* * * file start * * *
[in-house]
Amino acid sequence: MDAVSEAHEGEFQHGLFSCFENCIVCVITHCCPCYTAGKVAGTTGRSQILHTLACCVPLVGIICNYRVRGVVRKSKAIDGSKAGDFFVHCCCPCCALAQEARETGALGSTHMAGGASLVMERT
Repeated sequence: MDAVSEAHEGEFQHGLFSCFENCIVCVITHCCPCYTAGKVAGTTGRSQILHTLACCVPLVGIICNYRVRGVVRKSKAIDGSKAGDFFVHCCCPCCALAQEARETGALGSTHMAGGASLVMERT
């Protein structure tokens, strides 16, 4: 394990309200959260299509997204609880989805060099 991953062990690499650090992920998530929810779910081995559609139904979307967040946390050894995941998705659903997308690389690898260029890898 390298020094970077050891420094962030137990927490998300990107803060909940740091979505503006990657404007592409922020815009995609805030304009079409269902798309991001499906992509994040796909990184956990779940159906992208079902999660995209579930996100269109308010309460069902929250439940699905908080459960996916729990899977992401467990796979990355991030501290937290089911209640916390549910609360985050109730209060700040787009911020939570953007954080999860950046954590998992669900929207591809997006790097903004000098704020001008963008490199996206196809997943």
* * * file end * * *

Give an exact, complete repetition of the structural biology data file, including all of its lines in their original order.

[in-house]
Amino acid sequence: MDAVSEAHEGEFQHGLFSCFENCIVCVITHCCPCYTAGKVAGTTGRSQILHTLACCVPLVGIICNYRVRGVVRKSKAIDGSKAGDFFVHCCCPCCALAQEARETGALGSTHMAGGASLVMERT
Repeated sequence: MDAVSEAHEGEFQHGLFSCFENCIVCVITHCCPCYTAGKVAGTTGRSQILHTLACCVPLVGIICNYRVRGVVRKSKAIDGSKAGDFFVHCCCPCCALAQEARETGALGSTHMAGGASLVMERT
């Protein structure tokens, strides 16, 4: 394990309200959260299509997204609880989805060099 991953062990690499650090992920998530929810779910081995559609139904979307967040946390050894995941998705659903997308690389690898260029890898 390298020094970077050891420094962030137990927490998300990107803060909940740091979505503006990657404007592409922020815009995609805030304009079409269902798309991001499906992509994040796909990184956990779940159906992208079902999660995209579930996100269109308010309460069902929250439940699905908080459960996916729990899977992401467990796979990355991030501290937290089911209640916390549910609360985050109730209060700040787009911020939570953007954080999860950046954590998992669900929207591809997006790097903004000098704020001008963008490199996206196809997943």